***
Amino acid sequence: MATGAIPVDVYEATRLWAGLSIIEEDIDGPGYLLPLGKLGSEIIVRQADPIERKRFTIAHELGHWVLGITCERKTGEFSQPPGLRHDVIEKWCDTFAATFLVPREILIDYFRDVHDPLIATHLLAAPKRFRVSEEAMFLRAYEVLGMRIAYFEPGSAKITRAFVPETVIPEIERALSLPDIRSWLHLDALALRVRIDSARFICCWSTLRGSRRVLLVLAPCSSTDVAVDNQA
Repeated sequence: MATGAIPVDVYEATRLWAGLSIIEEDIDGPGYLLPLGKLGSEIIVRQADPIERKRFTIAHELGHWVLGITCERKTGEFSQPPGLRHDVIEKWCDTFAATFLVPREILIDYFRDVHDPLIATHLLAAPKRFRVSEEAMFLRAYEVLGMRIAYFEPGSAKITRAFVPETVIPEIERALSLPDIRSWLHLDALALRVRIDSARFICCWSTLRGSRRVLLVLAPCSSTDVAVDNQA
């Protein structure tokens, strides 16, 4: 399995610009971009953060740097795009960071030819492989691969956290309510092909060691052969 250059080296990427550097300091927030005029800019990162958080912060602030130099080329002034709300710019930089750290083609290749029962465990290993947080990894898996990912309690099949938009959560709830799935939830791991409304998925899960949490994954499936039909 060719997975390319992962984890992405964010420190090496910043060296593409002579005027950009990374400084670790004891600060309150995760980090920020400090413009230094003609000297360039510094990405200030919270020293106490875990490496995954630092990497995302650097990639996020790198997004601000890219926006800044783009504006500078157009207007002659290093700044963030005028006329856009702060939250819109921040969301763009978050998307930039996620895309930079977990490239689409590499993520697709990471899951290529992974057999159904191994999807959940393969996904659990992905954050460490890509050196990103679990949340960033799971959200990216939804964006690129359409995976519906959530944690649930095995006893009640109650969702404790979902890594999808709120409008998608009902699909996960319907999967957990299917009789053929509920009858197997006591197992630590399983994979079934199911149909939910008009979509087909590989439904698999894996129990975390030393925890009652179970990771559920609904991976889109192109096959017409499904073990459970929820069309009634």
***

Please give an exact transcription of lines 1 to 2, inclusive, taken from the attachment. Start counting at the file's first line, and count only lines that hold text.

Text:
Amino acid sequence: MATGAIPVDVYEATRLWAGLSIIEEDIDGPGYLLPLGKLGSEIIVRQADPIERKRFTIAHELGHWVLGITCERKTGEFSQPPGLRHDVIEKWCDTFAATFLVPREILIDYFRDVHDPLIATHLLAAPKRFRVSEEAMFLRAYEVLGMRIAYFEPGSAKITRAFVPETVIPEIERALSLPDIRSWLHLDALALRVRIDSARFICCWSTLRGSRRVLLVLAPCSSTDVAVDNQA
Repeated sequence: MATGAIPVDVYEATRLWAGLSIIEEDIDGPGYLLPLGKLGSEIIVRQADPIERKRFTIAHELGHWVLGITCERKTGEFSQPPGLRHDVIEKWCDTFAATFLVPREILIDYFRDVHDPLIATHLLAAPKRFRVSEEAMFLRAYEVLGMRIAYFEPGSAKITRAFVPETVIPEIERALSLPDIRSWLHLDALALRVRIDSARFICCWSTLRGSRRVLLVLAPCSSTDVAVDNQA